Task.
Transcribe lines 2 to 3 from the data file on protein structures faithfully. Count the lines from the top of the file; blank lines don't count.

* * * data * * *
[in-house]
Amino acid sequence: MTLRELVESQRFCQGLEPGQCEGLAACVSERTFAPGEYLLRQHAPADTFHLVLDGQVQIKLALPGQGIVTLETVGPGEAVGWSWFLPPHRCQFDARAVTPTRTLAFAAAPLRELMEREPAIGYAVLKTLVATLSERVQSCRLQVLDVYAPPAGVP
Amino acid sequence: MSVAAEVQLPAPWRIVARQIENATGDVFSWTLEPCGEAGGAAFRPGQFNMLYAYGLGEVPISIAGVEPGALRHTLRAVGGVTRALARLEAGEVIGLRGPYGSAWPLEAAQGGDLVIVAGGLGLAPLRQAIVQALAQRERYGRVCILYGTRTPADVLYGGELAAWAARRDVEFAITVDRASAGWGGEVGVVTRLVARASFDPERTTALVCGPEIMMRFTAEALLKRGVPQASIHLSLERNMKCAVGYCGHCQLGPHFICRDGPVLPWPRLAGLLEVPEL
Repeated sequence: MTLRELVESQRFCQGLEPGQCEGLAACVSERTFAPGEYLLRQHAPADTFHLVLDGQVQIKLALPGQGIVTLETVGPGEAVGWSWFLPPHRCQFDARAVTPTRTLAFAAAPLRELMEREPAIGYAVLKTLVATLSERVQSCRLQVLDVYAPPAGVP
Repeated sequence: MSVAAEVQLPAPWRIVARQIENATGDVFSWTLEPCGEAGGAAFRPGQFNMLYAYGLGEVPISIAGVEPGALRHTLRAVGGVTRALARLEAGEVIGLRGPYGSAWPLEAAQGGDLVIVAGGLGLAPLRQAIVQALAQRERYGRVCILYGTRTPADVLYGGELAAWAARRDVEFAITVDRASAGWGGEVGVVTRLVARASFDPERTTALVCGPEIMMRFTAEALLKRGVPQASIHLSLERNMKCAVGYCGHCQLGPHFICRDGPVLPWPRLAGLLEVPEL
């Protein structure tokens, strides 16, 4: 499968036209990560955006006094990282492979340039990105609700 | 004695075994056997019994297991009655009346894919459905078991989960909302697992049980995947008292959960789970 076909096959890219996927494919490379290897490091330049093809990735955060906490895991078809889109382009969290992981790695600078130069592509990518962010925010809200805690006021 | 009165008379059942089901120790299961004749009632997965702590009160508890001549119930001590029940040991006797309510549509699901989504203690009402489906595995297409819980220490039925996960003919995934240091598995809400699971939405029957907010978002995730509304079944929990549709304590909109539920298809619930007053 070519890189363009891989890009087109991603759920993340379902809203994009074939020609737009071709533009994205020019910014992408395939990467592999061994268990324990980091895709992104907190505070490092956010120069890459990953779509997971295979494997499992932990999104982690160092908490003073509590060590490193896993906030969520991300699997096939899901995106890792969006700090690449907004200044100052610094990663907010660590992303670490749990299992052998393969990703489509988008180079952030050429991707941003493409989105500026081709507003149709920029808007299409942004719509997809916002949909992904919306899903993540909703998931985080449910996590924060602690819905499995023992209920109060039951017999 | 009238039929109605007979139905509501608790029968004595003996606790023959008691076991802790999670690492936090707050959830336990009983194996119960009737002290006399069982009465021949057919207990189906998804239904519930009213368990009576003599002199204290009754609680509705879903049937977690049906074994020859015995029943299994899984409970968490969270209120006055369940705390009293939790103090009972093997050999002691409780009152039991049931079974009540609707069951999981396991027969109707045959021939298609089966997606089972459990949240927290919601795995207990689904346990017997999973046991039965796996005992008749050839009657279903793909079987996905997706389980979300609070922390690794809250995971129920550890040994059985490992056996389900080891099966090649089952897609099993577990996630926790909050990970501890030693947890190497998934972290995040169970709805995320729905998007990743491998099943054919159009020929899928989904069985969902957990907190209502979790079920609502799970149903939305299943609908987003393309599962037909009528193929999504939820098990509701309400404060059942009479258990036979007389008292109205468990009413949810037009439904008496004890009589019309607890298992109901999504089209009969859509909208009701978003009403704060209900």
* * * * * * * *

Amino acid sequence: MTLRELVESQRFCQGLEPGQCEGLAACVSERTFAPGEYLLRQHAPADTFHLVLDGQVQIKLALPGQGIVTLETVGPGEAVGWSWFLPPHRCQFDARAVTPTRTLAFAAAPLRELMEREPAIGYAVLKTLVATLSERVQSCRLQVLDVYAPPAGVP
Amino acid sequence: MSVAAEVQLPAPWRIVARQIENATGDVFSWTLEPCGEAGGAAFRPGQFNMLYAYGLGEVPISIAGVEPGALRHTLRAVGGVTRALARLEAGEVIGLRGPYGSAWPLEAAQGGDLVIVAGGLGLAPLRQAIVQALAQRERYGRVCILYGTRTPADVLYGGELAAWAARRDVEFAITVDRASAGWGGEVGVVTRLVARASFDPERTTALVCGPEIMMRFTAEALLKRGVPQASIHLSLERNMKCAVGYCGHCQLGPHFICRDGPVLPWPRLAGLLEVPEL